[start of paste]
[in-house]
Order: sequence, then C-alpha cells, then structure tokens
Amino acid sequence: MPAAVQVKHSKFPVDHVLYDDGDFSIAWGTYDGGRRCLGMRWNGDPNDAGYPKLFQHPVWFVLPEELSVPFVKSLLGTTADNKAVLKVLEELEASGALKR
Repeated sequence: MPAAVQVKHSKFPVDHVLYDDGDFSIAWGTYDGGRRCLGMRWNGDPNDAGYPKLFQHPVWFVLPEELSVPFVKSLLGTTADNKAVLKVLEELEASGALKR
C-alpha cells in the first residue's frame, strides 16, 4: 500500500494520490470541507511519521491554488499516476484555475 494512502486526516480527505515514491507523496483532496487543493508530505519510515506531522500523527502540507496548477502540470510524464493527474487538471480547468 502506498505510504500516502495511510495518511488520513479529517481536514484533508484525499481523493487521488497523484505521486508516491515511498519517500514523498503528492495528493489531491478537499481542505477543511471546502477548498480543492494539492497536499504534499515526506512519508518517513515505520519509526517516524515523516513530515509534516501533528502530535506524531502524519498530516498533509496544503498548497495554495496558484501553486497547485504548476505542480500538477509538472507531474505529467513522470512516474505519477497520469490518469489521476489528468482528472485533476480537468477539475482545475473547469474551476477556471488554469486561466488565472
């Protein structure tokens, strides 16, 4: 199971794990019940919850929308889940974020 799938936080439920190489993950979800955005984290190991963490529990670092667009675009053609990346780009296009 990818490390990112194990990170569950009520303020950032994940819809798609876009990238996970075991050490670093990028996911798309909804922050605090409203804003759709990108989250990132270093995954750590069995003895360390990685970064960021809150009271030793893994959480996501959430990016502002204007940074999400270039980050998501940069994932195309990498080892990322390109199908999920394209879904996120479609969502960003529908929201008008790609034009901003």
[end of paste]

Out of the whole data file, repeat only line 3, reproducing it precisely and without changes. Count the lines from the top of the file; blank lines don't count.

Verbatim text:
Amino acid sequence: MPAAVQVKHSKFPVDHVLYDDGDFSIAWGTYDGGRRCLGMRWNGDPNDAGYPKLFQHPVWFVLPEELSVPFVKSLLGTTADNKAVLKVLEELEASGALKR